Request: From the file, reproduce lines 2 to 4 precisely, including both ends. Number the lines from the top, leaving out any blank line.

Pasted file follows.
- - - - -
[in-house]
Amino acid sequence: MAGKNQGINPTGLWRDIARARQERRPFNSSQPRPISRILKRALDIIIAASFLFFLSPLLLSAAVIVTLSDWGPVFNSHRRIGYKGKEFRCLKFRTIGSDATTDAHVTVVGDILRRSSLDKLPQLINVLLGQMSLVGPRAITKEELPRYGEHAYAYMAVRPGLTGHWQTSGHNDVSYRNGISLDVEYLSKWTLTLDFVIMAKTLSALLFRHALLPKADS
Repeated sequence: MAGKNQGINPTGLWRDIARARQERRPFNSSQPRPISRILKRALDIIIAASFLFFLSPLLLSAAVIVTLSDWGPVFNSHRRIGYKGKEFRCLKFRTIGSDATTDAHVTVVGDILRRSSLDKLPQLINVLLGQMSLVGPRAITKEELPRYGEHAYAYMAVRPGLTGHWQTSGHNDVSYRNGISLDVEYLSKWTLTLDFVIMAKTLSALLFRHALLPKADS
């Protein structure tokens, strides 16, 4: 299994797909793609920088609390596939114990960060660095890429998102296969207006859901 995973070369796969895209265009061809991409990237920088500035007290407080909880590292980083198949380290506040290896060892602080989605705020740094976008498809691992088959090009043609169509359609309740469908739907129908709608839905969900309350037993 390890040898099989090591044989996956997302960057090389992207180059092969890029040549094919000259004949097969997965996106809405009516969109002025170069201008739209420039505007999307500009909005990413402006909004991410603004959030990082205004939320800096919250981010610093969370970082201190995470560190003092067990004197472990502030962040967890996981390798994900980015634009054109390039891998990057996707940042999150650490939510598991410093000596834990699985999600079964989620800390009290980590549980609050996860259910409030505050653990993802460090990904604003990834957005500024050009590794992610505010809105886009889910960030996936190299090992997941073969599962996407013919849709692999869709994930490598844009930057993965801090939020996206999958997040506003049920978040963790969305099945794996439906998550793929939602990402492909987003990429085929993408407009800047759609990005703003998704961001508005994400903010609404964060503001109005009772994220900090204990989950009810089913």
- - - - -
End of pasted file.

Amino acid sequence: MAGKNQGINPTGLWRDIARARQERRPFNSSQPRPISRILKRALDIIIAASFLFFLSPLLLSAAVIVTLSDWGPVFNSHRRIGYKGKEFRCLKFRTIGSDATTDAHVTVVGDILRRSSLDKLPQLINVLLGQMSLVGPRAITKEELPRYGEHAYAYMAVRPGLTGHWQTSGHNDVSYRNGISLDVEYLSKWTLTLDFVIMAKTLSALLFRHALLPKADS
Repeated sequence: MAGKNQGINPTGLWRDIARARQERRPFNSSQPRPISRILKRALDIIIAASFLFFLSPLLLSAAVIVTLSDWGPVFNSHRRIGYKGKEFRCLKFRTIGSDATTDAHVTVVGDILRRSSLDKLPQLINVLLGQMSLVGPRAITKEELPRYGEHAYAYMAVRPGLTGHWQTSGHNDVSYRNGISLDVEYLSKWTLTLDFVIMAKTLSALLFRHALLPKADS
């Protein structure tokens, strides 16, 4: 299994797909793609920088609390596939114990960060660095890429998102296969207006859901 995973070369796969895209265009061809991409990237920088500035007290407080909880590292980083198949380290506040290896060892602080989605705020740094976008498809691992088959090009043609169509359609309740469908739907129908709608839905969900309350037993 390890040898099989090591044989996956997302960057090389992207180059092969890029040549094919000259004949097969997965996106809405009516969109002025170069201008739209420039505007999307500009909005990413402006909004991410603004959030990082205004939320800096919250981010610093969370970082201190995470560190003092067990004197472990502030962040967890996981390798994900980015634009054109390039891998990057996707940042999150650490939510598991410093000596834990699985999600079964989620800390009290980590549980609050996860259910409030505050653990993802460090990904604003990834957005500024050009590794992610505010809105886009889910960030996936190299090992997941073969599962996407013919849709692999869709994930490598844009930057993965801090939020996206999958997040506003049920978040963790969305099945794996439906998550793929939602990402492909987003990429085929993408407009800047759609990005703003998704961001508005994400903010609404964060503001109005009772994220900090204990989950009810089913």